The outpouring of vitriol towards the woman at the centre of the case – the demands for her to be arrested, thrown in prison, “raped for real” for her “lies” – were not only a distortion of the jury’s position on her reliability, but an insight into the hatred of women that flourishes in the darkest corners of society. 

Some of those men blame her for “ruining” the striker’s career at Sheffield United, though, she is the one whose life has been systematically destroyed. While Evans is already back playing, this time at Chesterfield, her reputation has been trashed. Illegally identified on Twitter by Evans’ supporters, she had to assume a new identity for her own protection. 

Sick Football Culture (15/10/16)

Ched Evans (centre), who was found not guilty of rape, listens with his girlfriend as his solicitor reads out a statement after his acquital
Ched Evans (centre), who was found not guilty of rape, listens with his girlfriend as his solicitor reads out a statement after his acquittal CREDIT:GETTY IMAGES

Oliver Brown, chief sportswriter at The Telegraph, had some harsh words for Ched Evans and his supporters following the Court of Appeal's controversial decision to overturn the footballer's conviction for rape.

"The established facts of what happened at the Premier Inn near Rhyl on the night of May 30, 2011, are sordid enough: Evans lied, as he admitted in court, to obtain the key that gained access to the bedroom, did not speak to the young woman before, during or after sex, then left the hotel by a fire exit.

"As for the impression of contrition, forget it. His statement on Friday that he “wholeheartedly apologised to anyone who might have been affected by the events of the night in question” does not square with the fact that he has stood by while a website has published horrendous character assassinations of the woman concerned. Her life, to a greater extent even than his, has been ruined. If a man such as Evans is now to be made a martyr, then the culture of football in Britain truly is sicker than we thought."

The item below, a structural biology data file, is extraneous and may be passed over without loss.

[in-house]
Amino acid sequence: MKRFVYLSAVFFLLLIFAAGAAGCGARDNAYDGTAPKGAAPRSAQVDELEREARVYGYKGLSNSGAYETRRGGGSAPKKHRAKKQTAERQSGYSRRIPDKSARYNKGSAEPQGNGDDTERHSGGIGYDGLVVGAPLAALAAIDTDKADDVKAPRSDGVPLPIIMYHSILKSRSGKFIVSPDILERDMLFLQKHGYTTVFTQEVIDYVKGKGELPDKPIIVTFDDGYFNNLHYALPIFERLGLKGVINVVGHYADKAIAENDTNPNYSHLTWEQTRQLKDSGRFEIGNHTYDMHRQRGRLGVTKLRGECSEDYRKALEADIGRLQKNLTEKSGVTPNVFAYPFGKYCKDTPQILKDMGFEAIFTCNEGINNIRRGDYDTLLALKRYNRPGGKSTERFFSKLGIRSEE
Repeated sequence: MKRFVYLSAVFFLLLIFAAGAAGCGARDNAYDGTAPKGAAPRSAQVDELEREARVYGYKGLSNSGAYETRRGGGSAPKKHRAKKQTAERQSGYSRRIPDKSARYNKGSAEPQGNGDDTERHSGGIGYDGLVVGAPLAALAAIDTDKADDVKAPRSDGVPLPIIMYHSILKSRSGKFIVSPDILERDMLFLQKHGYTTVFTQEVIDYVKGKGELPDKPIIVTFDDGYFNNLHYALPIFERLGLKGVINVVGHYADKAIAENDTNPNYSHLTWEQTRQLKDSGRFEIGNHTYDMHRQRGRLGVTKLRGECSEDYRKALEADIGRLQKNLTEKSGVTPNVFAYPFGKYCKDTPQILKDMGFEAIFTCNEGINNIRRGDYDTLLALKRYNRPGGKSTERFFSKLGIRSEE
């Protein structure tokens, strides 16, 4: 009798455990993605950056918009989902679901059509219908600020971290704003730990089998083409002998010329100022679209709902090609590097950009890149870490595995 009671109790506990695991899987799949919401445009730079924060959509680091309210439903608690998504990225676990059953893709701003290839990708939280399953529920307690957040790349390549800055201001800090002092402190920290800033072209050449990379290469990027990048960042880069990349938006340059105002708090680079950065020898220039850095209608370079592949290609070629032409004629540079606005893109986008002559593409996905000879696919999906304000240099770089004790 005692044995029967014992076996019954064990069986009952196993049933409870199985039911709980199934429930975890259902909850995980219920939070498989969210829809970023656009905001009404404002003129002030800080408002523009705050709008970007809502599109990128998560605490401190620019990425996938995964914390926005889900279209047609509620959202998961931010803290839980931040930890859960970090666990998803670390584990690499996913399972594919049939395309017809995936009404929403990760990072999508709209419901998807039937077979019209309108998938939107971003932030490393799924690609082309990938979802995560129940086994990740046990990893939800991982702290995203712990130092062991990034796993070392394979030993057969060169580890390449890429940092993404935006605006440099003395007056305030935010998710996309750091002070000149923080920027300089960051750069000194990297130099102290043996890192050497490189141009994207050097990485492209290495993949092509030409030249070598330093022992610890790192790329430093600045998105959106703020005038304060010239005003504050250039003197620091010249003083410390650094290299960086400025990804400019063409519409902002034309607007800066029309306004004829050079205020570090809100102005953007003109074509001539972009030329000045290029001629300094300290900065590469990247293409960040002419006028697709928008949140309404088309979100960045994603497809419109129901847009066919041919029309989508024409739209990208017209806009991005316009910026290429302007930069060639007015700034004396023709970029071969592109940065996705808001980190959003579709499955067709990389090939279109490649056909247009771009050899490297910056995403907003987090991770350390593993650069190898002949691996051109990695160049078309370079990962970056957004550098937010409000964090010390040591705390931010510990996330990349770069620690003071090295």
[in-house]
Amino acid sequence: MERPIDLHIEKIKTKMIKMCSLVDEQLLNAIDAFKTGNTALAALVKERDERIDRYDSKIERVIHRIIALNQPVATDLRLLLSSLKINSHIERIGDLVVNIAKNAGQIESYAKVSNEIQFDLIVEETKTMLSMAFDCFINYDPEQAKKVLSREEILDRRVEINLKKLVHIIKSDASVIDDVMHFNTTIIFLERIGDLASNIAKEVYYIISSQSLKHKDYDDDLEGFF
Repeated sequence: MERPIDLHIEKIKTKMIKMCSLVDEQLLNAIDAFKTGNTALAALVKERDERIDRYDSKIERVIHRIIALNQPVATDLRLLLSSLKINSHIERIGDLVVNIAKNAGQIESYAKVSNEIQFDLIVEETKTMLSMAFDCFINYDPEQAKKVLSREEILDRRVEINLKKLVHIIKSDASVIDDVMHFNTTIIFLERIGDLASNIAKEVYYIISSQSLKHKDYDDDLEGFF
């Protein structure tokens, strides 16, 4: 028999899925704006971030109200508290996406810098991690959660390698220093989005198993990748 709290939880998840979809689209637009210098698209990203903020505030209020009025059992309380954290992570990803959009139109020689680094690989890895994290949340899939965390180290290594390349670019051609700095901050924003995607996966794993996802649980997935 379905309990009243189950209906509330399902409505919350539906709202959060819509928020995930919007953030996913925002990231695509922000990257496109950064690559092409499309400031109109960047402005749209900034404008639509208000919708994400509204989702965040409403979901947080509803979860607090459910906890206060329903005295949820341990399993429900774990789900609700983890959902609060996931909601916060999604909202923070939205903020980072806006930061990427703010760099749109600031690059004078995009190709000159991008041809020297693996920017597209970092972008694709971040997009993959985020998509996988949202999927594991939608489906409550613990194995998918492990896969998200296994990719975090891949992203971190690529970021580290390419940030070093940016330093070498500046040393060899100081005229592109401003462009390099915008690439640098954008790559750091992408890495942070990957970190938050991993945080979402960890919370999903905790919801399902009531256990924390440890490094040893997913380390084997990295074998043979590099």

Read the rest of what is a challenging and thoughtful article via the following link to The Telegraph:


'Team Ched' show just how sick football culture in Britain is

BY OLIVER BROWN - The Telegraph

“Naturally delighted.” These were the indelicate words of Chris Turner, Chesterfield’s chief executive, upon hearing that Ched Evans was no longer a convicted rapist.

Quite where the notion of delight fitted into this sleazy, tawdry, deeply unedifying tale was anybody’s guess, but Turner decided there was not a moment to lose in circling the wagons. “We can now all move on and focus on football.” 

They never learn, do they, this tone-deaf band of blazers? Cast your minds back to 2012, when Evans received the conviction that was quashed earlier this year. How do you suppose the Professional Footballers’ Association responded to the news? With horror, or at least a few deftly-chosen words of censure? No, it decided to include him in its League One ‘team of the season’. When Evans cropped up among the names read out at Grosvenor House that evening, the clapping continued unabated.